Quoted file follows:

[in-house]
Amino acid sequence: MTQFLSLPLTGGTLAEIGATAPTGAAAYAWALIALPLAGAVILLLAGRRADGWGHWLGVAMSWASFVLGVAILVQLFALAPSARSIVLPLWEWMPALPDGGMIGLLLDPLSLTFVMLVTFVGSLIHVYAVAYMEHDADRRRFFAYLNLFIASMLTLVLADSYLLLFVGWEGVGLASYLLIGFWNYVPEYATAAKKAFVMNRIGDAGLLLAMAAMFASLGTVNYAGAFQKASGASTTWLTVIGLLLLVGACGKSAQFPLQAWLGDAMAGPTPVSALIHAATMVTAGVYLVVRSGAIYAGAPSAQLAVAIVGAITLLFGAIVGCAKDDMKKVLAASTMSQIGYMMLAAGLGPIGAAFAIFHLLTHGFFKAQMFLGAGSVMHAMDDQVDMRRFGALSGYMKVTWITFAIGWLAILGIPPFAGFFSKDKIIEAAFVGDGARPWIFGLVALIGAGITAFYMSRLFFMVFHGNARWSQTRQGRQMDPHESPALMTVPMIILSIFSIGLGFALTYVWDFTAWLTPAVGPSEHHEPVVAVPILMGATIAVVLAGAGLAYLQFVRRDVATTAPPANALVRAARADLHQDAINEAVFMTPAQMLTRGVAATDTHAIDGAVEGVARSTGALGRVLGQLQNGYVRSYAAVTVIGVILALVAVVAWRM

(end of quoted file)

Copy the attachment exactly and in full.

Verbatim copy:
[in-house]
Amino acid sequence: MTQFLSLPLTGGTLAEIGATAPTGAAAYAWALIALPLAGAVILLLAGRRADGWGHWLGVAMSWASFVLGVAILVQLFALAPSARSIVLPLWEWMPALPDGGMIGLLLDPLSLTFVMLVTFVGSLIHVYAVAYMEHDADRRRFFAYLNLFIASMLTLVLADSYLLLFVGWEGVGLASYLLIGFWNYVPEYATAAKKAFVMNRIGDAGLLLAMAAMFASLGTVNYAGAFQKASGASTTWLTVIGLLLLVGACGKSAQFPLQAWLGDAMAGPTPVSALIHAATMVTAGVYLVVRSGAIYAGAPSAQLAVAIVGAITLLFGAIVGCAKDDMKKVLAASTMSQIGYMMLAAGLGPIGAAFAIFHLLTHGFFKAQMFLGAGSVMHAMDDQVDMRRFGALSGYMKVTWITFAIGWLAILGIPPFAGFFSKDKIIEAAFVGDGARPWIFGLVALIGAGITAFYMSRLFFMVFHGNARWSQTRQGRQMDPHESPALMTVPMIILSIFSIGLGFALTYVWDFTAWLTPAVGPSEHHEPVVAVPILMGATIAVVLAGAGLAYLQFVRRDVATTAPPANALVRAARADLHQDAINEAVFMTPAQMLTRGVAATDTHAIDGAVEGVARSTGALGRVLGQLQNGYVRSYAAVTVIGVILALVAVVAWRM